Thursday, October 11, 2012

Bookmonkey Saw: Day 11


All right, the third film in the Saw franchise (and second to be directed by Darren Lynn Bousman), ups the ante from the previous film by having not one, but two extremely violent killings in the first twenty minutes.

A quick side note:  In previous posts I've mentioned that I enjoyed the first film and actually appreciated it's lack of onscreen violence and was therefore confused as to why the violence level increased so sharply in the subsequent films.  The answer?  The filmmakers read responses of fans in the horror magazine Fangoria that the first film would have been better if there had been more explicit, onscreen violence, and therefore changed the following films to reflect the tastes of the fans.

The problem with this is that Fangoria is a magazine which has heavy focus on makeup and special effects in horror films, so obviously it's readers would prefer more onscreen opportunities for special effects and makeup.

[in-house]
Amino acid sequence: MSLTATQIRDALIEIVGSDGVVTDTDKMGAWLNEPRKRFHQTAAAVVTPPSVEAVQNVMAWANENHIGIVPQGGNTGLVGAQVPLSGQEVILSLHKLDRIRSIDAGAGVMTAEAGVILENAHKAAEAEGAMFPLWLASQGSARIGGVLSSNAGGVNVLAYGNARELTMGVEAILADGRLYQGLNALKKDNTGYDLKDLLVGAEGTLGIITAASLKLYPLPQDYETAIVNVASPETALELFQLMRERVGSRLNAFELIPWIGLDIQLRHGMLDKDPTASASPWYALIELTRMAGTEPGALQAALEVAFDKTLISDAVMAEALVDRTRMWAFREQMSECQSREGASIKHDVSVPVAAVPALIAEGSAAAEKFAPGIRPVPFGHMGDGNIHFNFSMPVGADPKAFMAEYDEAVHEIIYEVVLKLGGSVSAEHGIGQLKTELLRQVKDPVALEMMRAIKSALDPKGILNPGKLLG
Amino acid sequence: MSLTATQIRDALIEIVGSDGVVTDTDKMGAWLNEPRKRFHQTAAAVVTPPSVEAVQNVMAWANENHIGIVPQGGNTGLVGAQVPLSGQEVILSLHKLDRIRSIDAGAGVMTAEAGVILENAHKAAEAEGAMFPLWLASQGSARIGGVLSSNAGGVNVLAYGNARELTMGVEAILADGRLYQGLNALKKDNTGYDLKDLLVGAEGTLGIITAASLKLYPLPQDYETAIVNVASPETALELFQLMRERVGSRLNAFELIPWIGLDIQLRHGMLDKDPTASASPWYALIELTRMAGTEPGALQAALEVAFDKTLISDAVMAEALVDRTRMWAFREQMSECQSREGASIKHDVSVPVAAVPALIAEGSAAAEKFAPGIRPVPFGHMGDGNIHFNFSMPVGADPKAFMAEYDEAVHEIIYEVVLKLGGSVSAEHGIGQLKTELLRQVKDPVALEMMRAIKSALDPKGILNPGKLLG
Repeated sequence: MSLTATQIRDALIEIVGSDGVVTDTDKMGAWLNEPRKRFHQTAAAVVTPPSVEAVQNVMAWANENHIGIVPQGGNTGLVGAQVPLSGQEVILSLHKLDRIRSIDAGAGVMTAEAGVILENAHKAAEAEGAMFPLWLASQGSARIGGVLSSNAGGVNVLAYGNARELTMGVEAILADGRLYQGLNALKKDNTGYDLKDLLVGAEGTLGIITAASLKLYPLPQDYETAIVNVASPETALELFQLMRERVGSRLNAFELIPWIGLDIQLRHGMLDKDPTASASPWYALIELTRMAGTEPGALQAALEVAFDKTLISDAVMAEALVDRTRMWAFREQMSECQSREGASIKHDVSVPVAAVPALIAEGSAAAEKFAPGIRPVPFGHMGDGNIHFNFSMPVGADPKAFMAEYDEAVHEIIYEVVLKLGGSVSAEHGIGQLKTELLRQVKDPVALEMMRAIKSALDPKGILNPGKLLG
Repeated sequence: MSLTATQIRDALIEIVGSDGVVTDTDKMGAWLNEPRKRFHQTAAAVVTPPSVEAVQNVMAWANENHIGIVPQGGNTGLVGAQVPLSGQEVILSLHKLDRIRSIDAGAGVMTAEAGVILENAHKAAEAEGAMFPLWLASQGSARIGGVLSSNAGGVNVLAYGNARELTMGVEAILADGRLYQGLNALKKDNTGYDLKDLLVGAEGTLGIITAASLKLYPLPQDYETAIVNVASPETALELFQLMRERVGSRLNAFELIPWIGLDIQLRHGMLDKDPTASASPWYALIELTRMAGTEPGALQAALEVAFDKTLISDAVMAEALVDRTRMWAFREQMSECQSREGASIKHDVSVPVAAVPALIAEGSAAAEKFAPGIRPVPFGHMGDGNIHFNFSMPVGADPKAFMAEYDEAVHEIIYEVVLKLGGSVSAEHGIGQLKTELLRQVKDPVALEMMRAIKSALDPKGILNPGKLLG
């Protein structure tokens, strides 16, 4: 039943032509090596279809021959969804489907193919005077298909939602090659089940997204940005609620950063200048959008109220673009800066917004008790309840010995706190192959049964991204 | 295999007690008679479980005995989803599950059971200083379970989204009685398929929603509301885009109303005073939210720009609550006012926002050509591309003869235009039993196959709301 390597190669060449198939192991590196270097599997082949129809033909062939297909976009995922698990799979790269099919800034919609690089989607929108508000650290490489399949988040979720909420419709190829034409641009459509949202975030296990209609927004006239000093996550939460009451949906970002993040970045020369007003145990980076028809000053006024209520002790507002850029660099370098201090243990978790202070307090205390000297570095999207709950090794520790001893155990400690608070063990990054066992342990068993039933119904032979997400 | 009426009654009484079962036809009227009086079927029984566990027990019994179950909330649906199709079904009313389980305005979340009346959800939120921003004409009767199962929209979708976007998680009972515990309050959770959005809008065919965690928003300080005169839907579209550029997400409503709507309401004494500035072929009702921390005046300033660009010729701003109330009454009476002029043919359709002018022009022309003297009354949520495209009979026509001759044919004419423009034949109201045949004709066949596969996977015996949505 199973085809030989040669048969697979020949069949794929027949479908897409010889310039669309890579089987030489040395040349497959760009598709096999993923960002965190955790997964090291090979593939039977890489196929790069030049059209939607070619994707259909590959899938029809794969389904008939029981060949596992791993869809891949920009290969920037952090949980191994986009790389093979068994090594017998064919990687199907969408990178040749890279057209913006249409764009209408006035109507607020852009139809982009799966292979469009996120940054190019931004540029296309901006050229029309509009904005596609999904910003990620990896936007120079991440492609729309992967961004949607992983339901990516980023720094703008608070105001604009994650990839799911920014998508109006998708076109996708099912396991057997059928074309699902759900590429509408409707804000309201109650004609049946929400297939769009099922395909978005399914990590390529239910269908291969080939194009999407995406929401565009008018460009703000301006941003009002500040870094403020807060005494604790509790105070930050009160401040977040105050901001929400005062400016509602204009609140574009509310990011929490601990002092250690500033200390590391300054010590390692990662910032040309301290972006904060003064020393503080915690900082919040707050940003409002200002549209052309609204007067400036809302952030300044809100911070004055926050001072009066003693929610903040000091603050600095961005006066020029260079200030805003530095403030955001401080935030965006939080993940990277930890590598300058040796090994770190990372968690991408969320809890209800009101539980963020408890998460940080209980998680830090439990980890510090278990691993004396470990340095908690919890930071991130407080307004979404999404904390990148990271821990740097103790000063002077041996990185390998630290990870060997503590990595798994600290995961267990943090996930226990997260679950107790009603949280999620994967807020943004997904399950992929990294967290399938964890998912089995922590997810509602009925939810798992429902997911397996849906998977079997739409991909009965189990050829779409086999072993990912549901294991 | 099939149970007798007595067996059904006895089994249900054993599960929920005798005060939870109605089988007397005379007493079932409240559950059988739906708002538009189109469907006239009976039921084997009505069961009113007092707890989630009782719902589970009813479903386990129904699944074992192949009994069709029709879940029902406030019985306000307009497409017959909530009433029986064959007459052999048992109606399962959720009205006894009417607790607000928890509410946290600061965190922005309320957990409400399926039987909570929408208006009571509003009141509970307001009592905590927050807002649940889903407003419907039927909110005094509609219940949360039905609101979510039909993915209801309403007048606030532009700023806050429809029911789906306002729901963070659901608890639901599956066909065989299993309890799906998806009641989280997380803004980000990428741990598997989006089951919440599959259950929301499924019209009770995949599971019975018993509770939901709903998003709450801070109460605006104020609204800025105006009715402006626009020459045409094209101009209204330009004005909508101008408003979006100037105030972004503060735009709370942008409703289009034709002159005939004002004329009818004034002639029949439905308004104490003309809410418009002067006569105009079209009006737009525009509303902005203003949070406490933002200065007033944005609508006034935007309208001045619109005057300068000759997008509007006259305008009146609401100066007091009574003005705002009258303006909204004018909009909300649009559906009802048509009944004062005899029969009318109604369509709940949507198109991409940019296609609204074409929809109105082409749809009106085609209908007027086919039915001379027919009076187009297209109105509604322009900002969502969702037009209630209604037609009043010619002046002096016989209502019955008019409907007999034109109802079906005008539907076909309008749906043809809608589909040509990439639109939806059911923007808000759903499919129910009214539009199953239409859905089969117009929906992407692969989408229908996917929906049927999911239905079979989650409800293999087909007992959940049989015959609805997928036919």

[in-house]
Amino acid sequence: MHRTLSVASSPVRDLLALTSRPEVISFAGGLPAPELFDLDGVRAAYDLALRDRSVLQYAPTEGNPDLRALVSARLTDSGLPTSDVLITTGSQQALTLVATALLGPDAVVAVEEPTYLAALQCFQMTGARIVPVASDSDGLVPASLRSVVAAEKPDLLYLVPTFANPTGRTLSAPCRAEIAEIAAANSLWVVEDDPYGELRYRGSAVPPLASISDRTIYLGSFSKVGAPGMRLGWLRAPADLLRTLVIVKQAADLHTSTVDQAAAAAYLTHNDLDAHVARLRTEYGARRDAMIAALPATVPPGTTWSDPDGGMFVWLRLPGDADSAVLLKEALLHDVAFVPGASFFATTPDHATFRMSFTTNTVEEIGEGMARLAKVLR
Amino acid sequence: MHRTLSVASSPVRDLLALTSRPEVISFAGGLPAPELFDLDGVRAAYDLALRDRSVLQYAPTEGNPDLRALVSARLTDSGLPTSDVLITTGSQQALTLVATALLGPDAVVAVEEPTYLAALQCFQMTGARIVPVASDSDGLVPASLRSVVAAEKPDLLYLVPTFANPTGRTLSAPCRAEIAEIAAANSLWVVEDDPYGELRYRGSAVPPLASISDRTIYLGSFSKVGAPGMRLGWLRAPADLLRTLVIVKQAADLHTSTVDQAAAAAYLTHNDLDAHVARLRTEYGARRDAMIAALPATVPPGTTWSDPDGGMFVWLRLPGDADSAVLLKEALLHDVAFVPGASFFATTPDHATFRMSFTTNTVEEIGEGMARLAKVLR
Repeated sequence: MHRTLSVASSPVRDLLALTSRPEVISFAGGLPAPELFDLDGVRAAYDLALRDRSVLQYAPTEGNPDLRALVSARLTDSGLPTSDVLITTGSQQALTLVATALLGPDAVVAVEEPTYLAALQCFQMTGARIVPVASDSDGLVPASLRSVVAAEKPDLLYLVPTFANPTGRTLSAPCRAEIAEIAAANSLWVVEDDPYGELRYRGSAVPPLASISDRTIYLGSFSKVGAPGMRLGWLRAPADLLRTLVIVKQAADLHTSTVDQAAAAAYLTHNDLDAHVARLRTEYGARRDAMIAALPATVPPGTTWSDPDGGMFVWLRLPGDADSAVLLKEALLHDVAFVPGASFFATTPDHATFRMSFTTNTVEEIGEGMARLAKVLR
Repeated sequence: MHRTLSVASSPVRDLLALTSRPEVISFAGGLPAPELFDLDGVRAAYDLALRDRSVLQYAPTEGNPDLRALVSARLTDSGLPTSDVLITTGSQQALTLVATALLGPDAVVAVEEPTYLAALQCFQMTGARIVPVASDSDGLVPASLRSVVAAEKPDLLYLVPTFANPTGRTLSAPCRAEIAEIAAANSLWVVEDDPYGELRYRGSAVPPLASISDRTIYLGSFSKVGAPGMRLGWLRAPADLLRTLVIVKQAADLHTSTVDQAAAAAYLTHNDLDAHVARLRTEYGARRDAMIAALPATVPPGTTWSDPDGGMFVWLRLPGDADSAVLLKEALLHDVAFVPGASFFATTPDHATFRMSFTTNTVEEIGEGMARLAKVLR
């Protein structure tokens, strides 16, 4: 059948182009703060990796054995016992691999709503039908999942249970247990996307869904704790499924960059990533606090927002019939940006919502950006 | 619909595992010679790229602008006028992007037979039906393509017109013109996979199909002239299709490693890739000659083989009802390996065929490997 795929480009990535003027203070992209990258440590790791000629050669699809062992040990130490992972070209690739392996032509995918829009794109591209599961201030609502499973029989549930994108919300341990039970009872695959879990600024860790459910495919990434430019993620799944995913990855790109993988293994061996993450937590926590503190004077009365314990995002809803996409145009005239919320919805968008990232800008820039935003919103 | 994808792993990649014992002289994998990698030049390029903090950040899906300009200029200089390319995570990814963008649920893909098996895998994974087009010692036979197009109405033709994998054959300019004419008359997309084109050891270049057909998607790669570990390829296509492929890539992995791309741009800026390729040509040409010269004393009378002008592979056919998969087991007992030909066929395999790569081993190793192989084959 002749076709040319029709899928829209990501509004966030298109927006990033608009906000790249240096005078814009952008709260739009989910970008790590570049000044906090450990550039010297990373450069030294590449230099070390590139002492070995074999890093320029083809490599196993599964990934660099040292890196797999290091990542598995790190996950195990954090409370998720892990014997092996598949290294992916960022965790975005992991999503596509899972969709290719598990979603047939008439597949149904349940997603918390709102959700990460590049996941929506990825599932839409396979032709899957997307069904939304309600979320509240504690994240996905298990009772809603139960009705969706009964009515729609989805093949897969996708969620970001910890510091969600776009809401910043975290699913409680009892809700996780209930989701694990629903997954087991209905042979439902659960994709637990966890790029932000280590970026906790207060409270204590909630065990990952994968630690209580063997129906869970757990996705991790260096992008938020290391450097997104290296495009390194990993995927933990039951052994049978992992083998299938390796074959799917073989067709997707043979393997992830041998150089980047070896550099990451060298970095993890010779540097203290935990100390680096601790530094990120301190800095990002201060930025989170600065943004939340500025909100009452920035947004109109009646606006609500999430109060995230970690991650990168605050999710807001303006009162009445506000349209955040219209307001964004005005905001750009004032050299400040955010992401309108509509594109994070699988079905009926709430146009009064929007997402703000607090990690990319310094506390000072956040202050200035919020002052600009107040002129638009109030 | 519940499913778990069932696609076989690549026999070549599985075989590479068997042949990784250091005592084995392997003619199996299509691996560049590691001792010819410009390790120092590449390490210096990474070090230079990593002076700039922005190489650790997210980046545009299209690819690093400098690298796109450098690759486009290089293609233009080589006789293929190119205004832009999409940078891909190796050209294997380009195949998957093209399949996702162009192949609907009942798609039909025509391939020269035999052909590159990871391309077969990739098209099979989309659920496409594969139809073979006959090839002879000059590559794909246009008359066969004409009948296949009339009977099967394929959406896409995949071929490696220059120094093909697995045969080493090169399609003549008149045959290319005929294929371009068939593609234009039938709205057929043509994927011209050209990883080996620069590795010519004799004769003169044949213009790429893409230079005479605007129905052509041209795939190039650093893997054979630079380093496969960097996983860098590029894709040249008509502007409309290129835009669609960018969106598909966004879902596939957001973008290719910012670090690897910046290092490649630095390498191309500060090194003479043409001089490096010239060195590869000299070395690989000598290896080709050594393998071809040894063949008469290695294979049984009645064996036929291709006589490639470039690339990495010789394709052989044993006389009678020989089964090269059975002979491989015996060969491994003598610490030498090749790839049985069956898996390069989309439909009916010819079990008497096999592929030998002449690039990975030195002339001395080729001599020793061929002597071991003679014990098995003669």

The third Saw film basically sets the template for the rest of the series, a victim wakes up in a strange place and witnesses the torture or impending murders of a number of people - sometimes they help, sometimes they just watch, either way the film ends with the protagonist failing at their test and the Jigsaw Killer makes some announcement which (supported by heavy flashbacks) means that the test wasn't exactly what was expected.

The third film has people dying in various horrible ways, and includes a significant flashback to the first Saw film (other than a few cameos from Saw II the second film is barely mentioned) and actually concludes the series in a relatively satisfying way.

The problem being that after the dramatic success of Saw II at the box office(approximate $87 million, with a production cost of $4 million), both Saw III and Saw IV were immediately green lit for production.

Honestly, this month is beginning to feel like a marathon to me.

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